They were voters Labour courted, and their decency and hard work were considered the backbone of this country. Now they are blamed not only for Brexit and Boris Johnson, but for something more fundamental: the creation of a nationalistic, intolerant, and illiberal nation. Who would want to write the equivalent of Sillitoe’s Nottingham classic Saturday Night and Sunday Morning today?

This is wrong on substance: the working class of England are highly liberal. It is also rooted in misdiagnosis: the fundamental value that motivates working class people is not nationalism, but an obsession with fairness. Working class people in this country are uninterested in group identities, but cannot bear the idea of people being unfairly treated. That, in turn, means they treat people as individuals in their own right.

But for all the press and media’s focus on a tiny subsection of working class voters and, in the case of The Guardian’s Helen Pidd, pizza shop owners who are far from working class, continues. It wouldn’t allow for the kind of wild generalisations that Frayne uses in his article if he admitted that working class culture and attitudes in East Anglia differ greatly from those working class people living in the heart of the London borough of Tower Hamlets, or the rural poor in the Highlands and islands of Scotland.

Despite framing himself as a dispassionate facts-slinger, Frayne indulges in the usual culture war posturing:

Hostility towards the English working class is also behind the BBC’s recent pivot Left, most obviously in its temporary decision to ban the singing of Rule, Britannia. At one level, who cares? But it reflected a fear in the corporation that they might be aligned, somehow, with the lunatics they assume frequent Northern towns.

The Rule Britannia story was a confection of the right-wing press and the BBC’s ultimate response represented how Tim Davie, a Tory in spirit and actuality (he stood as a Conservative council candidate) will capitulate to the government at the drop of a hat. Does Frayne really think the BBC which produces many of its programmes from a base in Salford — which, when I last checked was… in the North — really despises people from the North? Of course not, it’s culture war crap.

Frayne’s conclusion takes the article to a really farcical level:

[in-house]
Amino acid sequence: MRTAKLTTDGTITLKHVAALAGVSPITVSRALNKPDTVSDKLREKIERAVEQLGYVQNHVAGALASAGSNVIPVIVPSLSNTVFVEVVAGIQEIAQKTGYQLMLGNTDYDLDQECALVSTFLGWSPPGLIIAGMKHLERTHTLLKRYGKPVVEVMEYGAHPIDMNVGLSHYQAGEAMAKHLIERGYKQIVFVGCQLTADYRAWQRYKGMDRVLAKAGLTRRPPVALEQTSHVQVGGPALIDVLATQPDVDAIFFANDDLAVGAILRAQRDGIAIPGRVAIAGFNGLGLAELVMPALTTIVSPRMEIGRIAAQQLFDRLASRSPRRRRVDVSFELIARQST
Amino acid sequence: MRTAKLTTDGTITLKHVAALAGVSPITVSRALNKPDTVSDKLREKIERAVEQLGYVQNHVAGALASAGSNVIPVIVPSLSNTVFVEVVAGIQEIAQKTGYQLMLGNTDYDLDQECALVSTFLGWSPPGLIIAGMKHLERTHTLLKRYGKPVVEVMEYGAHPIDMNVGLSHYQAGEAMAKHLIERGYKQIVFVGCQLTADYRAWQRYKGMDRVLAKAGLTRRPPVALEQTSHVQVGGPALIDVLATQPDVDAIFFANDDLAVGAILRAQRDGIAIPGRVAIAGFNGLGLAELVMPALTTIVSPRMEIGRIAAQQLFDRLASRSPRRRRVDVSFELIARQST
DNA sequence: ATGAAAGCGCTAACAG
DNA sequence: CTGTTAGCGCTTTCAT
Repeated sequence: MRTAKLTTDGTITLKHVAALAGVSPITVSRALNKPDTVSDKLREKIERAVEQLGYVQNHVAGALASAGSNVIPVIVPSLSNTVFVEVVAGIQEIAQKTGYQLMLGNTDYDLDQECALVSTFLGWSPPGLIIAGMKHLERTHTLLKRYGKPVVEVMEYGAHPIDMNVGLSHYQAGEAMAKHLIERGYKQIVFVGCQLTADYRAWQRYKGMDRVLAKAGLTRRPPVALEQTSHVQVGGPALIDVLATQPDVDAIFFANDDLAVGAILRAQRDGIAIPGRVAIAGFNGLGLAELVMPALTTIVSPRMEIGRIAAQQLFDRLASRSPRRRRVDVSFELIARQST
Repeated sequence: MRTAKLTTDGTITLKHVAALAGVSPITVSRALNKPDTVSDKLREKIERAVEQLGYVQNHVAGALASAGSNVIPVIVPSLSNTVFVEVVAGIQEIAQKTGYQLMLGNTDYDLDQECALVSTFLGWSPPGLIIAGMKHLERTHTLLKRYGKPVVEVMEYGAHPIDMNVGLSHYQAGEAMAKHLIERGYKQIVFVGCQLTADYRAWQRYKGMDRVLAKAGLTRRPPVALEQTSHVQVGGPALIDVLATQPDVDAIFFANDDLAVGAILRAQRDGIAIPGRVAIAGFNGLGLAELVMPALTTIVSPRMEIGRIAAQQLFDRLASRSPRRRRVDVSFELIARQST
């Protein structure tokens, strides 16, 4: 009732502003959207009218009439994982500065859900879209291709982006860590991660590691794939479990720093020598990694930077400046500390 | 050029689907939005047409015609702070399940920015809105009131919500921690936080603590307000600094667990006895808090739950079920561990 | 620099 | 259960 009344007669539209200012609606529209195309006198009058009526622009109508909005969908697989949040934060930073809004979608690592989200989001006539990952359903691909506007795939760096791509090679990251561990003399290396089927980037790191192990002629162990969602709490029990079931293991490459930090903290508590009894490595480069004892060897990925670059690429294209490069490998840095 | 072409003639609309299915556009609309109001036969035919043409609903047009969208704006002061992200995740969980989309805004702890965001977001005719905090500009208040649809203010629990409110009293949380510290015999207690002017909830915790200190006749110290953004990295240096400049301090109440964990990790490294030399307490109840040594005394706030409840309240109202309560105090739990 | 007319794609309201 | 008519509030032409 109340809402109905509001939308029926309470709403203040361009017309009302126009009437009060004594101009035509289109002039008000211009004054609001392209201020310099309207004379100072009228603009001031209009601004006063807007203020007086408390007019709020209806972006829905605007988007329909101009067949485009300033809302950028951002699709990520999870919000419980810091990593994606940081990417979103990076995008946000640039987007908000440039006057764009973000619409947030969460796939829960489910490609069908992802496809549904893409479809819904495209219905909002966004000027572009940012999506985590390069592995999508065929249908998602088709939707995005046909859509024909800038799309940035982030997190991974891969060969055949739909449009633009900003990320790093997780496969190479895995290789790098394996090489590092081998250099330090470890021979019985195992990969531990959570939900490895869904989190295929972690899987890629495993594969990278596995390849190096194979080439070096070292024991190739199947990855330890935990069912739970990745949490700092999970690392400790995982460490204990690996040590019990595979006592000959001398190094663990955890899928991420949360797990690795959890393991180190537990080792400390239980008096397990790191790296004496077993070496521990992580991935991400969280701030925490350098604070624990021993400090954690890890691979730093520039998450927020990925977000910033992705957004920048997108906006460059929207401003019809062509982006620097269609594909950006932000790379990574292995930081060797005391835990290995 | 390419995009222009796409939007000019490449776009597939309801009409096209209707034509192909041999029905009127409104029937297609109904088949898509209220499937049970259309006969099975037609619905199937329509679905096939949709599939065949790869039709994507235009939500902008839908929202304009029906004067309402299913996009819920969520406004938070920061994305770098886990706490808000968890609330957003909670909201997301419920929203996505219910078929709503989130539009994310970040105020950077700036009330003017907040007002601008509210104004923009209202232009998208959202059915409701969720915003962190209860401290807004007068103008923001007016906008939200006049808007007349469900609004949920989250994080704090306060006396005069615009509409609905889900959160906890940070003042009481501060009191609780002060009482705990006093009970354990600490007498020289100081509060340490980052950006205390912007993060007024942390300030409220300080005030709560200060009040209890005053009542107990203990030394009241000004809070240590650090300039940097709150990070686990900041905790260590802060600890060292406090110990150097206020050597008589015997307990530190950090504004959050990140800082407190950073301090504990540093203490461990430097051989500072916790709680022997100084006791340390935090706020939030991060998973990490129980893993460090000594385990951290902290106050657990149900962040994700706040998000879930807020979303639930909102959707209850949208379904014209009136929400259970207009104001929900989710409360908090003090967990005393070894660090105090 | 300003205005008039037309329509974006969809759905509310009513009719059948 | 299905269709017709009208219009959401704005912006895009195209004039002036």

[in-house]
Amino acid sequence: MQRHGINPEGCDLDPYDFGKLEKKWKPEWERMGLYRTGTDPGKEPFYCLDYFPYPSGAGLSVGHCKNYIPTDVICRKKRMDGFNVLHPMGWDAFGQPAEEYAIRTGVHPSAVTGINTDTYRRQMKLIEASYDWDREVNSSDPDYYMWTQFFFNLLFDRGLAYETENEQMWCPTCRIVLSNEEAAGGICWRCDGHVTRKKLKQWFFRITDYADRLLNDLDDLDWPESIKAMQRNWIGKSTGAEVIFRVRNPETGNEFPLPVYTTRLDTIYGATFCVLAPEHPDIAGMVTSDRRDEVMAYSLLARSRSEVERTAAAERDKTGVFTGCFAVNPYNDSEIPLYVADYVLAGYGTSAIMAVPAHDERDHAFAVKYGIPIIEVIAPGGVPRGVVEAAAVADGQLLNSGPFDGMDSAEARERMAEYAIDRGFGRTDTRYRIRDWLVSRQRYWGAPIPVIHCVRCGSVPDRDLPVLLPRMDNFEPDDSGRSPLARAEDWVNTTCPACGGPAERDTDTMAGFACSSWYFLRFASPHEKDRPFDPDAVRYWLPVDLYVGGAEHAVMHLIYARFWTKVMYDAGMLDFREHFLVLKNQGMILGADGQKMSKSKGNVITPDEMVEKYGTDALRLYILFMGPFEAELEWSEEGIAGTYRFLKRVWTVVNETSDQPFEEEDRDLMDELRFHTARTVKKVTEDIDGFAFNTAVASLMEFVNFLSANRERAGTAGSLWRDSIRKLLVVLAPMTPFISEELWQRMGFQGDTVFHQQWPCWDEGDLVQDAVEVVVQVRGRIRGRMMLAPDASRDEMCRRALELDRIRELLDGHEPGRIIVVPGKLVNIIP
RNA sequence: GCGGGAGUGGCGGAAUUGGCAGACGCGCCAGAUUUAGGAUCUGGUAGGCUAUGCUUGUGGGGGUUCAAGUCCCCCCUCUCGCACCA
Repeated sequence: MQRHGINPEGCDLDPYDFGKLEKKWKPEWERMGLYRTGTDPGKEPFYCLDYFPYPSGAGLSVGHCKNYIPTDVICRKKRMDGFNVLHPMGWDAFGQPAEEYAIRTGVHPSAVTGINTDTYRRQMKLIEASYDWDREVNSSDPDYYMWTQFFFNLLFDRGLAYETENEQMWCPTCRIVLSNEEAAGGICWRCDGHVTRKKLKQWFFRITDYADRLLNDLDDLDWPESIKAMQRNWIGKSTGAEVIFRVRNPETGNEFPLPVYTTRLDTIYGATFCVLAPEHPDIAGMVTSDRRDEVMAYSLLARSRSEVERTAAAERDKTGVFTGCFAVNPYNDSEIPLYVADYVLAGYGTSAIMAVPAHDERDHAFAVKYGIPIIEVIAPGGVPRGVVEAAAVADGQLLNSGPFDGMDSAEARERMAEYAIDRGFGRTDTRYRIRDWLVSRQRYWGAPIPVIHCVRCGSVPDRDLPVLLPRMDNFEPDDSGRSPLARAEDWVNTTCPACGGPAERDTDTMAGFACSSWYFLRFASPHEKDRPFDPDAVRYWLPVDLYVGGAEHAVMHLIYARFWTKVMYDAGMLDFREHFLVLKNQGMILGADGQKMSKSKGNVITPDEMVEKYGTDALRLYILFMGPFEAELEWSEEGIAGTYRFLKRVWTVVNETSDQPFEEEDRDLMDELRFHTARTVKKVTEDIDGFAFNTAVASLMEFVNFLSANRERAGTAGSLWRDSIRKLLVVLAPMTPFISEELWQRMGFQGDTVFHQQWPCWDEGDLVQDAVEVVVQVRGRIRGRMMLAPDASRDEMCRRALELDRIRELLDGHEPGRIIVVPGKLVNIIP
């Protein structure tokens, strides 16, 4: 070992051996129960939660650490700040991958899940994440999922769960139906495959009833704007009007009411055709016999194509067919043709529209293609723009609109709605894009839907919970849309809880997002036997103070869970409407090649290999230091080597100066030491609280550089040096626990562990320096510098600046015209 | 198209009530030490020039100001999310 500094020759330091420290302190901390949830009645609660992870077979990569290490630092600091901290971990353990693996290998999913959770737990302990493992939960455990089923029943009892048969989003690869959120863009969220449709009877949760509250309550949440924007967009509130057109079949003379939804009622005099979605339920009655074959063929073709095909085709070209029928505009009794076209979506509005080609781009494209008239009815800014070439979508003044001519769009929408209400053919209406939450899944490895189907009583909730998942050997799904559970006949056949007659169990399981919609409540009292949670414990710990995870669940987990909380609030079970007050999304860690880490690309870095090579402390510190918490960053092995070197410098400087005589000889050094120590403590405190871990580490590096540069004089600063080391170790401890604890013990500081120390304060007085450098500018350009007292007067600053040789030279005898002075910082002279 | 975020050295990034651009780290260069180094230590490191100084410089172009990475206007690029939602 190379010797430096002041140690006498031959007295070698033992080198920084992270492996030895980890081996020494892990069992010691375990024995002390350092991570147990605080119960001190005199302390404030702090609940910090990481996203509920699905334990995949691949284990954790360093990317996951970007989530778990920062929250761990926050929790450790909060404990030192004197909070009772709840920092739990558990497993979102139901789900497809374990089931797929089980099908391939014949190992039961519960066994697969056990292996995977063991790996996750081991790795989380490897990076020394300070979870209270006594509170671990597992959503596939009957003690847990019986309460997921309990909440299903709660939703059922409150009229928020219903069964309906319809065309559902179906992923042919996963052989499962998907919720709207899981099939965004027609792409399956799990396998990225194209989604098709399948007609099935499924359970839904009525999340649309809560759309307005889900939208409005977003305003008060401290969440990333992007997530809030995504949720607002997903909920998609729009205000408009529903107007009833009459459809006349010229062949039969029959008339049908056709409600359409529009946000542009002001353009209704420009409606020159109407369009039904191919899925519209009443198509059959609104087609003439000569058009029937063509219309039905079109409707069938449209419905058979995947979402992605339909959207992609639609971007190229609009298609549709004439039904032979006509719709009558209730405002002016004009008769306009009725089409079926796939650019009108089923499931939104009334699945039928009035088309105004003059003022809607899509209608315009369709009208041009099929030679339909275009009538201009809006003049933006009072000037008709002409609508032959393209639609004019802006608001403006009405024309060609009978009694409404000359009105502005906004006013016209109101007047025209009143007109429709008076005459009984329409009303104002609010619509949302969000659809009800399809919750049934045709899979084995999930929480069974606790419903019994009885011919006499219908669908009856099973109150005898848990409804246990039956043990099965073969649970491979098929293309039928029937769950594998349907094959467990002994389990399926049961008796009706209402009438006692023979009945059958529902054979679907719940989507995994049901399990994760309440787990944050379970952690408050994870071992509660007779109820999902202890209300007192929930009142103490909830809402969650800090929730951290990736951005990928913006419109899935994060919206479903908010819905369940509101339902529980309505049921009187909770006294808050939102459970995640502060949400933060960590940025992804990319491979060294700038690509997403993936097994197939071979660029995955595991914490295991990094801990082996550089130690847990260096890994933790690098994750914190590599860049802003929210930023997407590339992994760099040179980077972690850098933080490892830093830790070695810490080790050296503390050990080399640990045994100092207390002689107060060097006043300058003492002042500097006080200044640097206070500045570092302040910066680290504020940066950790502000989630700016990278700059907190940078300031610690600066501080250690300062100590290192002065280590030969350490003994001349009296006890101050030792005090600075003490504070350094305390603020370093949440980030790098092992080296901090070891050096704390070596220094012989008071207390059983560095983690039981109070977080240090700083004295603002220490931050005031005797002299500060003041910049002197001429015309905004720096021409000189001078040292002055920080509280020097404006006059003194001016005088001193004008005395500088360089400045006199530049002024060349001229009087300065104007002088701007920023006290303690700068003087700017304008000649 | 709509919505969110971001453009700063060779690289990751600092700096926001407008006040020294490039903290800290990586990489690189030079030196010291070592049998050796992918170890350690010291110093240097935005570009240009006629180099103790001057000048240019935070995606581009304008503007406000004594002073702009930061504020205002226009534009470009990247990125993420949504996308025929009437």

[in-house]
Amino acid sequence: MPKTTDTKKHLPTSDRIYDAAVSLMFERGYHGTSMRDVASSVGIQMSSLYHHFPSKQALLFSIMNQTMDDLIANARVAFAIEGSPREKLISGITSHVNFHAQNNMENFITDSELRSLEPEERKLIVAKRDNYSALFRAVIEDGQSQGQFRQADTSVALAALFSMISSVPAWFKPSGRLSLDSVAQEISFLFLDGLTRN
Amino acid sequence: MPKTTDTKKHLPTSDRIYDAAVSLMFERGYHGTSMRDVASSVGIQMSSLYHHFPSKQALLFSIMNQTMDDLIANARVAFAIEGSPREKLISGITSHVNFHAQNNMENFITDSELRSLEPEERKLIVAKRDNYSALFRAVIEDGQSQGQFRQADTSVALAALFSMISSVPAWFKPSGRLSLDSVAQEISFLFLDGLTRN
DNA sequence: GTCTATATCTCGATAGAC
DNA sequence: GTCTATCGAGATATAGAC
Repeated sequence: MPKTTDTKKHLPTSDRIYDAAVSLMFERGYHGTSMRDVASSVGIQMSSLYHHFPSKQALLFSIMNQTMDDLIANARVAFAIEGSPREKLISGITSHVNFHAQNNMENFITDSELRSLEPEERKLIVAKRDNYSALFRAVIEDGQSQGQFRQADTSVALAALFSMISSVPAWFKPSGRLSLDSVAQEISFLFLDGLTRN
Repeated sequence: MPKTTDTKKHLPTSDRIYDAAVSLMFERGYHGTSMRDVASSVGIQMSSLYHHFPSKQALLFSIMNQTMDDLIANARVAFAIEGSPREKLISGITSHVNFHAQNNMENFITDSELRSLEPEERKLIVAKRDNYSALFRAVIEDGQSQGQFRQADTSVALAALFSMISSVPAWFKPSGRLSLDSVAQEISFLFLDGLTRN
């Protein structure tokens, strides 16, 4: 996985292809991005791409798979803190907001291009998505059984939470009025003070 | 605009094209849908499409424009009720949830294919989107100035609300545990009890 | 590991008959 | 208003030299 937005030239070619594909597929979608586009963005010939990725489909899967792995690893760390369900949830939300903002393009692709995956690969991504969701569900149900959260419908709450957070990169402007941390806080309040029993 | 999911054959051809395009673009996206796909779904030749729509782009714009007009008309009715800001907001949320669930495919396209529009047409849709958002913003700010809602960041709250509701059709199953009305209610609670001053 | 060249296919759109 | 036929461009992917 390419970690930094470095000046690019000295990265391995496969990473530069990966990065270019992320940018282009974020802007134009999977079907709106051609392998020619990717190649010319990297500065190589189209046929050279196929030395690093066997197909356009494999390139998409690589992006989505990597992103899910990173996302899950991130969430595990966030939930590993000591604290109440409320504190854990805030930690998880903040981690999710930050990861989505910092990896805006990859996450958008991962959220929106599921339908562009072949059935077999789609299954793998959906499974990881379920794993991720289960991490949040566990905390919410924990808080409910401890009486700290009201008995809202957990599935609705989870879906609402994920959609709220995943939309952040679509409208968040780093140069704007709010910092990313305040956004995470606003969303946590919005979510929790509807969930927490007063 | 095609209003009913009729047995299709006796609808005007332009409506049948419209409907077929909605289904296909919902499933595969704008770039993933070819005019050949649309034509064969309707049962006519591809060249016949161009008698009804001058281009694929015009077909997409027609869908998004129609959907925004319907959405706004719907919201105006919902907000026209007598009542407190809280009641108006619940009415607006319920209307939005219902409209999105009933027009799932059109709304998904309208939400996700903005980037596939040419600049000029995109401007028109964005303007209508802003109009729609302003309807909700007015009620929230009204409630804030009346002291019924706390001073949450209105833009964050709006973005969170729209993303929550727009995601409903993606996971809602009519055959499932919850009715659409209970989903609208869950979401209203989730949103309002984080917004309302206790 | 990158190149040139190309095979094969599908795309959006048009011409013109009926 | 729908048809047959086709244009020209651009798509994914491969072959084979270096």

Coronavirus got in the way of the Government’s practical plans to improve life in working class towns; they were washed away as the virus took hold. But there was something holding them back, in any case.

This was the residual fear among middle class Southern Tories that, just maybe, the English working class might drag them to the cultural Right – a place they do not want to be. They need to get over this fear. The English working class are not conventionally politically correct, but they provide a liberal bulwark against extremism of all kinds; they are not the facilitators of it.

Southern Tories afraid of being ‘dragged to the cultural Right’? That’s where they are most comfortable. And from the East, where my grandfather — a former police officer who served during the Metropolitan Police’s most racist and rogue years (the 1960s and 70s) eyes immigration suspiciously despite living in a county that is still ovewhelmingly white — to the South-West where my uncles — who make very good livings in trades like electrician and plumber — talk about the biased BBC and why Nigel Farage has got the right idea, I have rarely met the ‘liberal bulwark’.

Of course, the Working Class is not a homogenous mass. I life within a mile of Cable Street, where different groups of Working Class banded together to fight and defeat the fascists in the Battle of Cable Street in 1936.

Working Class leftism has a honourable history and lives on across this country, but by the same token, the dishonourable history of British people craving the heavy boot of the authoritatian on the necks of people that don’t look like them remains similarly strong. But Frayne’s article is barely disguised propaganda for a government that believes the Working Class is stupid and there to be used. I saw through it. I hope other people do too.